Fallopian Tubes Infection

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Fallopian tube infections are caused by an over growth of bacteria. This infection may start somewhere else and then spread into the fallopian tubes. Infections can be treated but serious complications can arise.

Causes

  • Fallopian tube infections are caused when bacteria from another part your body spreads into the tubes. If you have a urinary track, bladder, vaginal or cervical infection, the bacteria can cross into the fallopian tubes. Fallopian tube infections can be caused by an untreated STD. Gonorrhea and chlamydia are two of the most common STDs to cause infections. Pelvic inflammatory disease is an infection of the uterus, fallopian tubes or other reproductive organs. PID is a common and serious infection that needs treatment right away.

Signs and Symptoms

  • If you have PID or an STD you may not have any symptoms. If you have symptoms they may be very mild and you may not be alarmed. Possible symptoms of a fallopian tube infection include lower abdominal pain, fever, vaginal discharge that has a foul odor or pain when urinating.

Identification

  • Fallopian tube infections can be hard to diagnose. Mild symptoms could be caused by a number of different illnesses. Your doctors will perform several tests to help them rule out other possible causes. Tests include a physical examination, taking a culture of the bacteria and blood work. An ultrasound might also be done to rule out ecoptic pregnancy or a ruptured cyst.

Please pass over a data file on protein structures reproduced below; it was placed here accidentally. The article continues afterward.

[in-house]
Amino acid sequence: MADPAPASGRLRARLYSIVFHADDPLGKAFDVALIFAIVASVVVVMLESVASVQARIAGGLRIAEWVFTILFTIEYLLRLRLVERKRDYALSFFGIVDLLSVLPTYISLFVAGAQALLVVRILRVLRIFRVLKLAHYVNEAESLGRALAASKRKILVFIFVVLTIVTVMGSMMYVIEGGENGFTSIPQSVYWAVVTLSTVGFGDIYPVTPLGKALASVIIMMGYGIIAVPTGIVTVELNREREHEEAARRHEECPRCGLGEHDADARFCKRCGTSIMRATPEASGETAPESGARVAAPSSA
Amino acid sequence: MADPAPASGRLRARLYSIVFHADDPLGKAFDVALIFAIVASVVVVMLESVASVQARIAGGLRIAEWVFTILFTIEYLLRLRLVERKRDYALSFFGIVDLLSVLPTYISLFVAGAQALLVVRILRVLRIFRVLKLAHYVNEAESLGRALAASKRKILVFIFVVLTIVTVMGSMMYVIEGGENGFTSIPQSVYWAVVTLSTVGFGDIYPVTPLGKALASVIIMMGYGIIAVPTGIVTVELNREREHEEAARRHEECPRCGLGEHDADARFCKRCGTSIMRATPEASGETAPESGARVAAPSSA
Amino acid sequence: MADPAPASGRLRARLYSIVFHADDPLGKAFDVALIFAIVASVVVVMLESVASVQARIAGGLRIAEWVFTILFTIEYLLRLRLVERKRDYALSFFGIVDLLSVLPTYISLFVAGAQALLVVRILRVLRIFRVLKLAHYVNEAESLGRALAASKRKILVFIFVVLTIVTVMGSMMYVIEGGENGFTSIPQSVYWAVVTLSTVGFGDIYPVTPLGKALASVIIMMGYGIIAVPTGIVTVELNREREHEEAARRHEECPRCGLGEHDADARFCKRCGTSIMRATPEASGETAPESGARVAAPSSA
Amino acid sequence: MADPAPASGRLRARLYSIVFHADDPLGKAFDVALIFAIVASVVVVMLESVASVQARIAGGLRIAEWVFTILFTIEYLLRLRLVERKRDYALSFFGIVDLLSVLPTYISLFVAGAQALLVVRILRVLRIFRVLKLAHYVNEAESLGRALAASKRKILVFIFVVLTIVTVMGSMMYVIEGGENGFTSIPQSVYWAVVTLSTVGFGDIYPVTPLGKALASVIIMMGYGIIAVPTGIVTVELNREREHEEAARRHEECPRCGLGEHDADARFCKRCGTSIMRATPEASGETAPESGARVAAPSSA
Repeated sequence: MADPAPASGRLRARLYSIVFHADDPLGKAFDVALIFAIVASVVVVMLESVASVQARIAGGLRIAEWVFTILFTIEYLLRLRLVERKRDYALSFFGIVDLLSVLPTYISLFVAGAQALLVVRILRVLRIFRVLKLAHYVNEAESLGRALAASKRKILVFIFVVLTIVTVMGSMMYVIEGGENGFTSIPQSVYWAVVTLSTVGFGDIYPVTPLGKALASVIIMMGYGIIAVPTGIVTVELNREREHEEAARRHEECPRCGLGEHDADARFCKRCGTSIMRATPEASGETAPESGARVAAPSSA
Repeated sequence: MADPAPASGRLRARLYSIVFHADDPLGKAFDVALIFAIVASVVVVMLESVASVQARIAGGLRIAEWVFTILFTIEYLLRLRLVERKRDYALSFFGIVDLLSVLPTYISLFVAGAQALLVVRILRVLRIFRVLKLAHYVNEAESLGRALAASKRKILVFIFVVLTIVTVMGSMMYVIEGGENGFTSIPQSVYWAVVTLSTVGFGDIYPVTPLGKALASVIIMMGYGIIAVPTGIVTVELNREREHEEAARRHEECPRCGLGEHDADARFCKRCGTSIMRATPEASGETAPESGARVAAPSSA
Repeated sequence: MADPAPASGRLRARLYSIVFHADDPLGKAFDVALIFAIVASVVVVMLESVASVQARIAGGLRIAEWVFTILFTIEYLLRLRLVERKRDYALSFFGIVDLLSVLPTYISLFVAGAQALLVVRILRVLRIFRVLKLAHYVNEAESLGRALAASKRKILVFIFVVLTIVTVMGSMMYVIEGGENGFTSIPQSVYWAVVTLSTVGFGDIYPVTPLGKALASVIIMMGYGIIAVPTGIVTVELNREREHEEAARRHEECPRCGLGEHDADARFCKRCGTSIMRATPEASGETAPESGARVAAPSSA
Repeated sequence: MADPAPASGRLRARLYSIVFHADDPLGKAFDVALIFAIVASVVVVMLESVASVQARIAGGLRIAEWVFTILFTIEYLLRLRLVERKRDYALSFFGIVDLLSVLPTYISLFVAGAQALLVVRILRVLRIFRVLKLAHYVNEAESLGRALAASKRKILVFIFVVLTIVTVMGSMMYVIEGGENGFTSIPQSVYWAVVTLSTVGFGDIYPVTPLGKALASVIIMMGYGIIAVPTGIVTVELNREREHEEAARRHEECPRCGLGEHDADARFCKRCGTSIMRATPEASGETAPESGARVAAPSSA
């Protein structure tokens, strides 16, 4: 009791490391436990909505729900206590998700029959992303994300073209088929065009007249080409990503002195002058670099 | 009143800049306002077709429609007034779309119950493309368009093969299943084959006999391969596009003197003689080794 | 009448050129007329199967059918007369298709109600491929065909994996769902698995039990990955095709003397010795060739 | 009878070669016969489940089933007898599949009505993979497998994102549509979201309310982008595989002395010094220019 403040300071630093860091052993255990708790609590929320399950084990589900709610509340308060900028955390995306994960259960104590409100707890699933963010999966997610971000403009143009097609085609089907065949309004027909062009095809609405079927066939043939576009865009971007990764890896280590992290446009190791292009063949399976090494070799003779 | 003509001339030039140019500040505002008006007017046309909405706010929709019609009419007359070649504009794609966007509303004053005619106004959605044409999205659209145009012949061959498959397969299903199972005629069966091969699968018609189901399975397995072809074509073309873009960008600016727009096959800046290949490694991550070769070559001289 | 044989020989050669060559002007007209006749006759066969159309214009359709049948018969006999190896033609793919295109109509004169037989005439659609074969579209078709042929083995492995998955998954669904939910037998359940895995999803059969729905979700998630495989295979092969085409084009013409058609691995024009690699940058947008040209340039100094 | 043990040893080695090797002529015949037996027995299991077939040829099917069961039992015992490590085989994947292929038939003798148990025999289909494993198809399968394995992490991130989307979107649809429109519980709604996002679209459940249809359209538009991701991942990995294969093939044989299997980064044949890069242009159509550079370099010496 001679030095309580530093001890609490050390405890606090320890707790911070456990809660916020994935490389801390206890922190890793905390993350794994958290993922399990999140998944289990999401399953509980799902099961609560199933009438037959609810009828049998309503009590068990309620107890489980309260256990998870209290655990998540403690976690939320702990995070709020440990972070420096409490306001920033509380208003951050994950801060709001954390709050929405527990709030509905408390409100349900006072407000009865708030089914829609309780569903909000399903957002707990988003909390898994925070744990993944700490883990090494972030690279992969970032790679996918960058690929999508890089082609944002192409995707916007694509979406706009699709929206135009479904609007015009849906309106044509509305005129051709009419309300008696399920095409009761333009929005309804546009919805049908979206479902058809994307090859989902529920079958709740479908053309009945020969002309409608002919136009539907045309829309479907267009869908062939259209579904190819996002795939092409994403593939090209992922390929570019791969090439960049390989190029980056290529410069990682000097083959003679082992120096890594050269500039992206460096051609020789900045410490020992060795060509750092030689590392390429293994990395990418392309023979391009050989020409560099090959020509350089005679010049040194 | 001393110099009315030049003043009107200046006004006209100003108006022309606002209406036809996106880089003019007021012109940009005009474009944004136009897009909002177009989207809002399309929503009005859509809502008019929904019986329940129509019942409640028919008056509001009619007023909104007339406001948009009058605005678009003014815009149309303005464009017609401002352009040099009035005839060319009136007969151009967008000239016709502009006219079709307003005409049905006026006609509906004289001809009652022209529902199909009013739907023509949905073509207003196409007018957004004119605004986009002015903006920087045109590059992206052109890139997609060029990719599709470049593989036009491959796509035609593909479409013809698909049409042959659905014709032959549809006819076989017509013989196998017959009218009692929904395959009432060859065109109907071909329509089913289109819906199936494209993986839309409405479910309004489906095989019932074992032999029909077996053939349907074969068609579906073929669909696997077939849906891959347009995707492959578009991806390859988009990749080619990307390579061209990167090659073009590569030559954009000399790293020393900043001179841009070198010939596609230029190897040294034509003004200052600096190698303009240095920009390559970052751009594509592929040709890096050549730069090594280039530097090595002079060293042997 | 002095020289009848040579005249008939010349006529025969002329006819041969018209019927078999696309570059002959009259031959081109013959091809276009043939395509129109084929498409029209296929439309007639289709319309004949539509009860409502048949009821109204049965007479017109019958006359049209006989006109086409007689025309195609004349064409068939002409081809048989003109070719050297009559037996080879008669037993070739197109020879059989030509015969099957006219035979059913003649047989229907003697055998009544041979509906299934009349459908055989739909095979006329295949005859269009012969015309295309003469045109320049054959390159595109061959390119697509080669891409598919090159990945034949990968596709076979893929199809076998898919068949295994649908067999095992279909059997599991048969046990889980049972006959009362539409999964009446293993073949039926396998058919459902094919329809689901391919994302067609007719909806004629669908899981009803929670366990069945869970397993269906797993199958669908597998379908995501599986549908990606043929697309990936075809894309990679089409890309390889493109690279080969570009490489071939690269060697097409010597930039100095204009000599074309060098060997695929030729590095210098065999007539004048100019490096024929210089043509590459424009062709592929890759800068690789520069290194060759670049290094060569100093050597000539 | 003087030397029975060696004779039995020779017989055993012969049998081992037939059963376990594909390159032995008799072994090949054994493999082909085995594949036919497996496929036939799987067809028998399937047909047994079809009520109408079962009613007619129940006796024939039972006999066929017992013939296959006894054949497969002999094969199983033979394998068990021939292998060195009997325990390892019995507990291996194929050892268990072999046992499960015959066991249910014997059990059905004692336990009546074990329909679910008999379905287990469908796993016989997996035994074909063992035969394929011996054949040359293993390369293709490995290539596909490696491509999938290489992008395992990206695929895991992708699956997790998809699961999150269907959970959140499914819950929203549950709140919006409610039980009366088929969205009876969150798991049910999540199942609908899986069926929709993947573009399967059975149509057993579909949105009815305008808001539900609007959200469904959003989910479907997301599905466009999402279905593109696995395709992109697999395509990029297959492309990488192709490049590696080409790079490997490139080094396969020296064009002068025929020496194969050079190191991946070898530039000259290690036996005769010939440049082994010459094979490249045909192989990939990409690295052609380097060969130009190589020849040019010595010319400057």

Considerations

  • If left untreated, a fallopian tube infection can cause permanent damage. Infections can create scar tissue in the tube that can block the egg as it moves through. This can lead to infertility as the egg may not be able to reach the sperm. Other complications include ecoptic pregnancy or chronic pain.

Treatment

  • Fallopian tube infections can be treated with antibiotics. Serious infections may require hospitalizations. Take all the medication you are given even if you begin to feel better. This will ensure that all the bacteria are killed.

Prevention

  • You are at risk of fallopian tube infection if you are a sexually active women. Take steps to prevent STDs. If you notice anything abnormal see your doctor. Even mild symptoms should be discussed with your doctor. Get yearly exams and Pap smears.

References

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